Why money matters
Why money matters
"It's like Pavarotti with laryngitis. You can't reach your audience. You become invisible," said Bob Kerrey, a former Nebraska senator whose 1992 Democratic presidential bid was cut short after he ran out of money. "It's brutal if you don't have money, because your opposition has so much more capacity than you do."
Last week, Sen. John Kerry of Massachusetts lent $850,000 of his personal wealth to his campaign and prepared to take out a far larger loan against the value of his Boston home. Sen. Joseph Lieberman of Connecticut urged his staff to voluntarily delay one of their January paychecks for a month. And Rep. Richard Gephardt of Missouri asked his top aides to cut their salaries so he could keep running television ads.
`Close to lapping the field'
"Dean is outraising the Democratic field combined," a senior aide to one of Dean's leading rivals said with a sigh. "If this were a track race, you would have a pack running in a dead heat with Dean coming close to lapping the field."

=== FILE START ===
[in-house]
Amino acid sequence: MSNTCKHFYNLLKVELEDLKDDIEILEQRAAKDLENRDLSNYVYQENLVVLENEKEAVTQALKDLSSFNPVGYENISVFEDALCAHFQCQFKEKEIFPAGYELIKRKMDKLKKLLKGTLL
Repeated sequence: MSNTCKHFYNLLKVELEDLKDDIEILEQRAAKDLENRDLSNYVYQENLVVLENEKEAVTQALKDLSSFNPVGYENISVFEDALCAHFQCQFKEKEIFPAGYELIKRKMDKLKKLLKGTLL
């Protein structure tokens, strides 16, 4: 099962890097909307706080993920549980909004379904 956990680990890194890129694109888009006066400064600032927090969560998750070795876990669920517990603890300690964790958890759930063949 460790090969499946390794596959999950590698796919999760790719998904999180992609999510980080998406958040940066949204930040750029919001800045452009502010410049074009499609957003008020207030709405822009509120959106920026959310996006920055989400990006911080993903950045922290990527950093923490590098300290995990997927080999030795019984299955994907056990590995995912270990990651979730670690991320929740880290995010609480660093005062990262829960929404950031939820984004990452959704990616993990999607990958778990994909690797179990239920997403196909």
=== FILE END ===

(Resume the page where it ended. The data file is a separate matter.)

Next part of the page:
Only Wesley Clark, the retired Army general who joined the race in September, is coming close to reaching Dean's fundraising prowess among Democrats. Aides said that in the three-month period ending Dec. 31, Clark is likely to raise at least $12 million.
It is Dean, though, who has caused the most frustration for rivals struggling to raise even a third as much money. He changed the race's dynamic last month when he became the first Democratic candidate to abandon the public financing system so he could outspend his Democratic challengers and prepare to take on President Bush, who is on his way to building a war chest of nearly $200 million.
These days, most everywhere he travels, Dean has a professional blue backdrop and stage lighting that transform such places as a school cafeteria into a picture-perfect political setting. By contrast, Gephardt has a fading, hand-painted sign hanging from the roof of his Iowa campaign headquarters.
Money matters in campaigns. Dean has so much of it, even Karl Rove will notice. And money means you can define your message. Unless there's some collapse, or horrific mistake on Dean's part, he's going to win and win early. And he's already setting the ground to run against Bush. No reliance on party organizations to cover your gaps or unions. Then comes the test after the primaries. It's going to be a long summer and a short campaign season.
posted by Steve @ 2:33:00 PM